Decided: May 12, 2014
The Fourth Circuit affirmed the district court’s grant of summary judgment by holding that the appellant failed to make a prima facie showing of his Sarbanes-Oxley Act of 2002 (“SOX”), 18 U.S.C. § 1514A, claims because he did not sufficiently prove that the alleged protected activities were a contributing factor to his termination.
Appellant argued that he was unlawfully fired in retaliation for engaging in activities protected under SOX. These activities included: (1) reporting to the Board of Directors (Board) and the federal government about the potentially illegal exports with SAFE Source; (2) objecting to falsified Board meeting minutes; (3) objecting to leaks of information by the Outside Directors to Carrington; and (4) notifying the government of suspected insider trading. The district court granted summary judgment to the Appellees, and held that plaintiffs failed to make a prima facie showing of their SOX claims because they did not sufficiently prove that the alleged protected activities were a contributing factor to their respective terminations. Appellant filed a timely appeal and argued that the district court erred by holding that these activities did not contribute to his termination. Appellant also argued that the district court erred by failing to decide whether Appellees had sufficiently demonstrated that he would have been fired regardless of these activities.
The SOX protects whistleblowers of publicly traded companies by prohibiting employers from retaliating against employees that provide information about potentially illegal conduct. The Court applies a burden-shifting framework to SOX whistleblower claims. The plaintiff must first establish a prima facie case by proving, by a preponderance of the evidence, that: “(1) he engaged in protected activity; (2) the employer knew that he engaged in the protected activity; (3) he suffered an unfavorable personnel action; and (4) the protected activity was a contributing factor in the unfavorable action.” If the employee meets this burden, the defendant must then “rebut the employee’s prima facie case by demonstrating by clear and convincing evidence that the employer would have taken the same personnel action in the absence of the protected activity.” This appeal centers on the fourth prong. The Court found that the appellant failed to satisfy his light burden of showing by a preponderance of evidence, and that the activities tended to affect his termination in at least some way.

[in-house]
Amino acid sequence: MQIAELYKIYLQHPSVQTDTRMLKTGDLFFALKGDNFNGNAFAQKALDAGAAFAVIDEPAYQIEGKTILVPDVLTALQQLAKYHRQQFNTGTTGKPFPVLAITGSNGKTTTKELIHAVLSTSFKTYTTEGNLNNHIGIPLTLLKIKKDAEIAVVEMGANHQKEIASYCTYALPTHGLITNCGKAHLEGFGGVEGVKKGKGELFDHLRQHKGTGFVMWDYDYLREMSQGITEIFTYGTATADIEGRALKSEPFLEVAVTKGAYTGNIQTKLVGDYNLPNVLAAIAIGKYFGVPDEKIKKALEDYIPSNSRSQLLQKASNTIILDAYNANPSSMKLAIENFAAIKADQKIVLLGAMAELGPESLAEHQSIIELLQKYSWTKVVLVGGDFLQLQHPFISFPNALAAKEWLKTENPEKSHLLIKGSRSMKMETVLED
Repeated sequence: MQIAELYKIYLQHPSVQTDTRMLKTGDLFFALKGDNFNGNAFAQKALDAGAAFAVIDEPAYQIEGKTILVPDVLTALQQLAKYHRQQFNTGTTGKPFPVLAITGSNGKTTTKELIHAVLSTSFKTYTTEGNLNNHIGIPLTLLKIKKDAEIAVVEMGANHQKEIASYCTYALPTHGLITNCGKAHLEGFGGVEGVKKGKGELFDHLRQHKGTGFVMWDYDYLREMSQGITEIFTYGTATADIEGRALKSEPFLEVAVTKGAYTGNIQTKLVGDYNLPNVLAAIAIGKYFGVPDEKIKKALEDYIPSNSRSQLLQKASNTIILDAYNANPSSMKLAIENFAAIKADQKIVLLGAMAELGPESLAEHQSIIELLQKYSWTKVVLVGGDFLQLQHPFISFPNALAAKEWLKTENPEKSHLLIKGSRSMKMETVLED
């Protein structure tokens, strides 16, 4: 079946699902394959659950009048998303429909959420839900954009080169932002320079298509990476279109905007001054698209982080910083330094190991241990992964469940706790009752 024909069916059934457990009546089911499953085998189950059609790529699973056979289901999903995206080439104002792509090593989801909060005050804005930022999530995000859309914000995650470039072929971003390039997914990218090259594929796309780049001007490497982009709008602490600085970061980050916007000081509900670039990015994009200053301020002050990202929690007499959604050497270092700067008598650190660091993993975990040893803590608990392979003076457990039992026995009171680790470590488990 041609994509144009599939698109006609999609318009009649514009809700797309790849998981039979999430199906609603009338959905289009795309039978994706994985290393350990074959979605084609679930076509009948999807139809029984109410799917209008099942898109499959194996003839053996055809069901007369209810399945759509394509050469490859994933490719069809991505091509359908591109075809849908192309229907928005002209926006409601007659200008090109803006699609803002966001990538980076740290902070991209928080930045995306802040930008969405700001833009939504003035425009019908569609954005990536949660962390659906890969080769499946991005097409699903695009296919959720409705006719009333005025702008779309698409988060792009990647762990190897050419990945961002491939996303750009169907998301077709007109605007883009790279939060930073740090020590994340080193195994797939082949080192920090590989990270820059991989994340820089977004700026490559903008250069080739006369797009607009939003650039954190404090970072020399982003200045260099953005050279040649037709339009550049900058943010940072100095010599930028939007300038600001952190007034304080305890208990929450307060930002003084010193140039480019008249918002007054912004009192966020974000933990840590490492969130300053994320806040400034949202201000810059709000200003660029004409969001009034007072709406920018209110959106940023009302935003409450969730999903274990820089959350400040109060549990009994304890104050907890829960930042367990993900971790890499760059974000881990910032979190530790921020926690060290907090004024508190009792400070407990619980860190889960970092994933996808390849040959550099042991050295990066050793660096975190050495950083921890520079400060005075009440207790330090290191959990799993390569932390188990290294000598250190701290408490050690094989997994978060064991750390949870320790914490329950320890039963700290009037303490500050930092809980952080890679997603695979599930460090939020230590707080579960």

First, the Court found that there is no temporal proximity between appellant’s most significant protected activities because his reports regarding SAFE Source occurred roughly twenty months before his termination. The Court reasoned that such a lengthy gap in time weighed against a finding that it is more likely than not that the alleged protected activities played a role in his termination. Second, and most significantly, the Court noted that the appellant took a contradicting action that constituted a legitimate intervening event further undermining a finding that his long-past protected activities played any role in the termination. While the Court mentioned that in SOX cases the contributing factor standard is meant to be broad and forgiving, it also emphasized the history of antagonism between the appellant, his employers, and the above referenced intervening events. Furthermore, the Court opined that, under the particular circumstances here, the standard would be toothless if it held that a preponderance of the evidence showed that the long-past activities affected appellant’s termination.